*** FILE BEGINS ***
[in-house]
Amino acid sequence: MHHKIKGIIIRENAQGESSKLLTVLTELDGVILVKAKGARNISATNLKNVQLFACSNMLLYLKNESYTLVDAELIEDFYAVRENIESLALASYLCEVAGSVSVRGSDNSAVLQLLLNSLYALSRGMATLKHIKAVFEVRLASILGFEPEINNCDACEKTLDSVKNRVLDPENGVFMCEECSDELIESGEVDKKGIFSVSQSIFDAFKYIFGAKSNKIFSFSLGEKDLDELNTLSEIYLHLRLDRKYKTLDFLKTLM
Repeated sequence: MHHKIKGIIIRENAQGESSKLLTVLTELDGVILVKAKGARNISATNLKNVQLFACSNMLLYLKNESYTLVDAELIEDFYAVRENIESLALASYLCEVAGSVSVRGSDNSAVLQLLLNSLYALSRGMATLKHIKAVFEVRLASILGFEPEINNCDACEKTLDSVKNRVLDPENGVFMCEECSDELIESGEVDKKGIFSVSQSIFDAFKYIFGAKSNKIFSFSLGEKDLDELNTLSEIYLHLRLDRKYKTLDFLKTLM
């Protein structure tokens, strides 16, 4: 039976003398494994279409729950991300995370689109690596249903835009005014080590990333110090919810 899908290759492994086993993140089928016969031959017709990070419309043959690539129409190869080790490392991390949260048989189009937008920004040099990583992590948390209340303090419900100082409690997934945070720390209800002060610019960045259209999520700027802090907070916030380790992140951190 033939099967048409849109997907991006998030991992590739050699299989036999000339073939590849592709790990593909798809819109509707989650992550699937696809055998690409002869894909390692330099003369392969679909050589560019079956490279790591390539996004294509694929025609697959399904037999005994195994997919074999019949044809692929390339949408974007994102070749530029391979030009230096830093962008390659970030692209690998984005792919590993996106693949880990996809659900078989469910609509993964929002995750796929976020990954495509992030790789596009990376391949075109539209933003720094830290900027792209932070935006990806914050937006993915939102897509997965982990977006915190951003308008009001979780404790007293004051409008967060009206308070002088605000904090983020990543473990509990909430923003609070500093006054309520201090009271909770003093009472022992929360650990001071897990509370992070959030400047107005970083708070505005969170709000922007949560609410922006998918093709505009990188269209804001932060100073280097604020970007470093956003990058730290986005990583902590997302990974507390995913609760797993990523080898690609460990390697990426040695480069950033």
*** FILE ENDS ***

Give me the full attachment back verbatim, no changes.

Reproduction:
[in-house]
Amino acid sequence: MHHKIKGIIIRENAQGESSKLLTVLTELDGVILVKAKGARNISATNLKNVQLFACSNMLLYLKNESYTLVDAELIEDFYAVRENIESLALASYLCEVAGSVSVRGSDNSAVLQLLLNSLYALSRGMATLKHIKAVFEVRLASILGFEPEINNCDACEKTLDSVKNRVLDPENGVFMCEECSDELIESGEVDKKGIFSVSQSIFDAFKYIFGAKSNKIFSFSLGEKDLDELNTLSEIYLHLRLDRKYKTLDFLKTLM
Repeated sequence: MHHKIKGIIIRENAQGESSKLLTVLTELDGVILVKAKGARNISATNLKNVQLFACSNMLLYLKNESYTLVDAELIEDFYAVRENIESLALASYLCEVAGSVSVRGSDNSAVLQLLLNSLYALSRGMATLKHIKAVFEVRLASILGFEPEINNCDACEKTLDSVKNRVLDPENGVFMCEECSDELIESGEVDKKGIFSVSQSIFDAFKYIFGAKSNKIFSFSLGEKDLDELNTLSEIYLHLRLDRKYKTLDFLKTLM
């Protein structure tokens, strides 16, 4: 039976003398494994279409729950991300995370689109690596249903835009005014080590990333110090919810 899908290759492994086993993140089928016969031959017709990070419309043959690539129409190869080790490392991390949260048989189009937008920004040099990583992590948390209340303090419900100082409690997934945070720390209800002060610019960045259209999520700027802090907070916030380790992140951190 033939099967048409849109997907991006998030991992590739050699299989036999000339073939590849592709790990593909798809819109509707989650992550699937696809055998690409002869894909390692330099003369392969679909050589560019079956490279790591390539996004294509694929025609697959399904037999005994195994997919074999019949044809692929390339949408974007994102070749530029391979030009230096830093962008390659970030692209690998984005792919590993996106693949880990996809659900078989469910609509993964929002995750796929976020990954495509992030790789596009990376391949075109539209933003720094830290900027792209932070935006990806914050937006993915939102897509997965982990977006915190951003308008009001979780404790007293004051409008967060009206308070002088605000904090983020990543473990509990909430923003609070500093006054309520201090009271909770003093009472022992929360650990001071897990509370992070959030400047107005970083708070505005969170709000922007949560609410922006998918093709505009990188269209804001932060100073280097604020970007470093956003990058730290986005990583902590997302990974507390995913609760797993990523080898690609460990390697990426040695480069950033």